If you are opening a new small business, then you probably have a lot on your mind – market research, marketing, billing, admin, covering your overheads and making sure that you take home enough to pay your bills. It all adds up! One thing that a lot of business owners don’t think about is insurance. Depending on the nature of your business, you may need several policies. Here is a quick overview of the main kinds of insurance – and who might need them.
General Liability Insurance
This is a general policy that will cover you, your employees and the business itself for a broad range of issues, including damage to property, bodily injury, slander, libel, medical expenses, settlements and other potential claims or liabilities. This kind of insurance is often marketed as being a ‘catch all’, and it will frequently be sold with add-ons, for example, you could add accounts receivable protection if you are concerned that delinquent clients could be a problem for your businesses. It is important that you read the policy carefully, understand exactly what you will be getting from it, and keep it up to date. Many bigger companies will want to see the general liability policy that you have before they work with you, so it’s a useful policy to have. There are benefits to having specific policies on top of that, though both in terms of cost and the comprehensiveness of the cover that you will get. Do your homework and make sure you get the right industry specific policies too.
Most businesses should look at property insurance. Whether you have your own commercial real estate, or you are running a home-based business, it is a good idea to make sure that the assets are protected. Property insurance covers the fixtures, furniture and equipment, so it may already be a part of your general insurance. Note that buildings themselves are usually covered by Buildings Insurance specifically, not a more general property/contents policy. In addition, if you are a small business owner that works from home, then your home insurance may not be adequate. Do not assume that any assets that are for your business will be covered by your home policy. Call the policy provider and ask them if you will need to add some additional riders or take out a separate policy for business insurance for a Florida company Don’t wait, and hope that you will be able to make a claim if necessary.
Product Liability Insurance
Product insurance is intended for businesses that make, distribute and sell products. It is there to protect against the financial loss that may be incurred if someone claims after a defective product cause harm or injury to them. This is often added onto a standard general business insurance policy, and it is a must have for any business that produces or sells products.
Professional Liability Insurance
This is a policy that protects you against claims relating to errors, negligence or malpractice. It can help you to sleep easy with the knowledge that they are not at risk because a disgruntled customer was unhappy with the advice or service they were given. It is often used by businesses that provide financial advice, or health advice. Indeed, in most states physicians and other similar professionals are required by law to have this kind of insurance.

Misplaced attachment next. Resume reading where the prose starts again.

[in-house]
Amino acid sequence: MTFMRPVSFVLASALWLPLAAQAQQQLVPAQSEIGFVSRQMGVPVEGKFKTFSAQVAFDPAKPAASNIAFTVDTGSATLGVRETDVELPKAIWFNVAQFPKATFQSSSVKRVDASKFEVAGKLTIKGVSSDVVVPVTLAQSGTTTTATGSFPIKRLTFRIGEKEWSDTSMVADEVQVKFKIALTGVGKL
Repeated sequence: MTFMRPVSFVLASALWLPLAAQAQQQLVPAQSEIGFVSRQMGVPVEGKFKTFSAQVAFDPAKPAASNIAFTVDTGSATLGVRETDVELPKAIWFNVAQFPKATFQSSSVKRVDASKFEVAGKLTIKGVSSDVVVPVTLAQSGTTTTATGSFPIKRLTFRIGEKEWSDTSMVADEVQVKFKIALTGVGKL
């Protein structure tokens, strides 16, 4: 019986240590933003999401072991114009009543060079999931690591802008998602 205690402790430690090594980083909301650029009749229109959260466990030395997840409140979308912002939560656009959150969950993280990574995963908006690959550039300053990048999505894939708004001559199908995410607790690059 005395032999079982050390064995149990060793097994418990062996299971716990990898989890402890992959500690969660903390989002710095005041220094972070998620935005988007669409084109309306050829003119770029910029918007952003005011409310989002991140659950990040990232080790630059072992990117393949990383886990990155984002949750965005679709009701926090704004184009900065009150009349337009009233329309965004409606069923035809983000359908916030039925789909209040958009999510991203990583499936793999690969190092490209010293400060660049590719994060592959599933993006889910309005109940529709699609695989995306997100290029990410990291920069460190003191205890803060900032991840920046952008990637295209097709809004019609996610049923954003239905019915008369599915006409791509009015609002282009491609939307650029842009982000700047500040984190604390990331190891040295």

There are some other niche policies that may be worth considering for certain kinds of business owner. For example, a martial arts school may take out policies for the instructors, and then additional ‘member to member’ policies to protect their members so that if one member were to be injured by another in a situation where the school and the instructors were not at fault, then the members themselves will not have to worry about the risk of being taken to court.
Another area where insurance may be necessary is employer’s liability insurance. This covers potential claims that employees might make, for example if an employee becomes sick or is injured through a work-related incident. It is important that you check the law in your state, because employer’s liability is a complex issue. Some states do not require that small businesses have this insurance, especially if the only people they employ are direct family members. There are, however, some areas where even a volunteer is considered to be an employee, and all employers must be protected. Employment law differs massively across the country too, with everything from ‘employment at will’ to rules that favor the employee and put a lot of protections in place for stability of income and employment.
Choosing Your Insurance
No-one likes to spend money on bills that they do not feel an immediate benefit from – but it is important to understand how valuable it can be to have insurance. In the rare instances that you end up needing to make a claim, insurance can genuinely save your company. Claims for personal injury can be tens of thousands of dollars, if not more. Loss of equipment for your business or damage to your stock could cripple your company. Insurance is there to bail you out and to ensure that you get the support you need at the time that you need it. If you claim on your insurance even once then it will pay for itself many times over. Remember that, and shop around for a policy that includes everything you need – and that has clear terms that will allow you to claim if necessary.
Make sure that you have copies of all of your insurance policies and that you know what they can be used for. Set reminders for a month or so before the policy is due to renew, and shop around each year to make sure that you are still getting a good deal. Insurance doesn’t have to be expensive – and it could be a lifesaver for your company.
Byron Simpson is a qualified business/finance writer expert in investment, debt, credit cards, Passive income, financial updates. He advises in his blog finance cent.